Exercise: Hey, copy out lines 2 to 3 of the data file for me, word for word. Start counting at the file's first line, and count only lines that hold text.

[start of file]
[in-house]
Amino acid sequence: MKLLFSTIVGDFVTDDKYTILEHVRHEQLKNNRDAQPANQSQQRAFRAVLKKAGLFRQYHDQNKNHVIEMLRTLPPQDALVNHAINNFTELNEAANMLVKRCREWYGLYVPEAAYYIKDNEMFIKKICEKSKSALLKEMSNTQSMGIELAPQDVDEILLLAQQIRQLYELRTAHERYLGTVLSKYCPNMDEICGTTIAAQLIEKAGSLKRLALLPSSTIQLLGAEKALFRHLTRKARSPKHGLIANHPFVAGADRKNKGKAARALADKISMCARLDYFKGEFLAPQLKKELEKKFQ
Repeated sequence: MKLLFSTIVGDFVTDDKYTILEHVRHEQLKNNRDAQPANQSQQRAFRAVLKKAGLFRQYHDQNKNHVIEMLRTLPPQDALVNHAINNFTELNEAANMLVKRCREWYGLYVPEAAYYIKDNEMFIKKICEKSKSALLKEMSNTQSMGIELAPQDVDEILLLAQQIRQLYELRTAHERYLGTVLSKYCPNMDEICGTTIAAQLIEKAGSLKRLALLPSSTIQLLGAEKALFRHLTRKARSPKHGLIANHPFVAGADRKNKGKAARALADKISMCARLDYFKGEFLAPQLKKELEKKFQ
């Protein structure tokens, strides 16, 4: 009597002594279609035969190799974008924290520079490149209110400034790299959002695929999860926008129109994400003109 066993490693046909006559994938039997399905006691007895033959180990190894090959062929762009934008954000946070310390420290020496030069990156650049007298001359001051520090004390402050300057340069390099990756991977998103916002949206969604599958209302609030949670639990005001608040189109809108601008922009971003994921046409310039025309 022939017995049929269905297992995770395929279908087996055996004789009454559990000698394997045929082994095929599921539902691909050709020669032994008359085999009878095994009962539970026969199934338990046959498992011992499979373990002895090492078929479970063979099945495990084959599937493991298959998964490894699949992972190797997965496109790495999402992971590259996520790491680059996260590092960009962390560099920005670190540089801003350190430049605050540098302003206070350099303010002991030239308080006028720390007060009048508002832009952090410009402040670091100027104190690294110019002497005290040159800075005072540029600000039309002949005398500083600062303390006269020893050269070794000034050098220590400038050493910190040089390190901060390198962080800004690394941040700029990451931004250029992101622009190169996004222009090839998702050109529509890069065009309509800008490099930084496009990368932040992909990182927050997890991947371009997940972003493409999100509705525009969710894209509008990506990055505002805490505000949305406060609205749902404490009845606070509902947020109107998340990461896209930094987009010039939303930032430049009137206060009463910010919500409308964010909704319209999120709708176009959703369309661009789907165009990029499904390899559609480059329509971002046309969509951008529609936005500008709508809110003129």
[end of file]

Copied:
Amino acid sequence: MKLLFSTIVGDFVTDDKYTILEHVRHEQLKNNRDAQPANQSQQRAFRAVLKKAGLFRQYHDQNKNHVIEMLRTLPPQDALVNHAINNFTELNEAANMLVKRCREWYGLYVPEAAYYIKDNEMFIKKICEKSKSALLKEMSNTQSMGIELAPQDVDEILLLAQQIRQLYELRTAHERYLGTVLSKYCPNMDEICGTTIAAQLIEKAGSLKRLALLPSSTIQLLGAEKALFRHLTRKARSPKHGLIANHPFVAGADRKNKGKAARALADKISMCARLDYFKGEFLAPQLKKELEKKFQ
Repeated sequence: MKLLFSTIVGDFVTDDKYTILEHVRHEQLKNNRDAQPANQSQQRAFRAVLKKAGLFRQYHDQNKNHVIEMLRTLPPQDALVNHAINNFTELNEAANMLVKRCREWYGLYVPEAAYYIKDNEMFIKKICEKSKSALLKEMSNTQSMGIELAPQDVDEILLLAQQIRQLYELRTAHERYLGTVLSKYCPNMDEICGTTIAAQLIEKAGSLKRLALLPSSTIQLLGAEKALFRHLTRKARSPKHGLIANHPFVAGADRKNKGKAARALADKISMCARLDYFKGEFLAPQLKKELEKKFQ